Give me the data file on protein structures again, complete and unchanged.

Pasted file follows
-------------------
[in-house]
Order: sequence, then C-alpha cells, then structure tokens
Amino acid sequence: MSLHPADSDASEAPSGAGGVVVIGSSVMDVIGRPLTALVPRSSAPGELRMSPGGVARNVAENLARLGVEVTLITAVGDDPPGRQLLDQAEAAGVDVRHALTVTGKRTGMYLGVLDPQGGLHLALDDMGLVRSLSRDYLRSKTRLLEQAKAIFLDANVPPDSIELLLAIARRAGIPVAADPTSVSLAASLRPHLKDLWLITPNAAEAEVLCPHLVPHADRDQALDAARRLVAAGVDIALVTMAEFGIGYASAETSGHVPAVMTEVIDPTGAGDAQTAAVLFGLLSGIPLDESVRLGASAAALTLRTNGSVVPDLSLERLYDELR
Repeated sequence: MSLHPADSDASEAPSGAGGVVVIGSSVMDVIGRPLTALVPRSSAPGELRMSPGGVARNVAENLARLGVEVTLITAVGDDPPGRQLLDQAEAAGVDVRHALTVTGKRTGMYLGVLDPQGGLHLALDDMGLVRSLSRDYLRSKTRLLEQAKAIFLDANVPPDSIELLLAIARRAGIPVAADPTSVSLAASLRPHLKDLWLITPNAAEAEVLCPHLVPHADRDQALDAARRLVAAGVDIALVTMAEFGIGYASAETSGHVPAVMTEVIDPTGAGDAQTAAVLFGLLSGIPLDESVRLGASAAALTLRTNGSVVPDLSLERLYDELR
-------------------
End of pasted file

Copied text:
[in-house]
Order: sequence, then C-alpha cells, then structure tokens
Amino acid sequence: MSLHPADSDASEAPSGAGGVVVIGSSVMDVIGRPLTALVPRSSAPGELRMSPGGVARNVAENLARLGVEVTLITAVGDDPPGRQLLDQAEAAGVDVRHALTVTGKRTGMYLGVLDPQGGLHLALDDMGLVRSLSRDYLRSKTRLLEQAKAIFLDANVPPDSIELLLAIARRAGIPVAADPTSVSLAASLRPHLKDLWLITPNAAEAEVLCPHLVPHADRDQALDAARRLVAAGVDIALVTMAEFGIGYASAETSGHVPAVMTEVIDPTGAGDAQTAAVLFGLLSGIPLDESVRLGASAAALTLRTNGSVVPDLSLERLYDELR
Repeated sequence: MSLHPADSDASEAPSGAGGVVVIGSSVMDVIGRPLTALVPRSSAPGELRMSPGGVARNVAENLARLGVEVTLITAVGDDPPGRQLLDQAEAAGVDVRHALTVTGKRTGMYLGVLDPQGGLHLALDDMGLVRSLSRDYLRSKTRLLEQAKAIFLDANVPPDSIELLLAIARRAGIPVAADPTSVSLAASLRPHLKDLWLITPNAAEAEVLCPHLVPHADRDQALDAARRLVAAGVDIALVTMAEFGIGYASAETSGHVPAVMTEVIDPTGAGDAQTAAVLFGLLSGIPLDESVRLGASAAALTLRTNGSVVPDLSLERLYDELR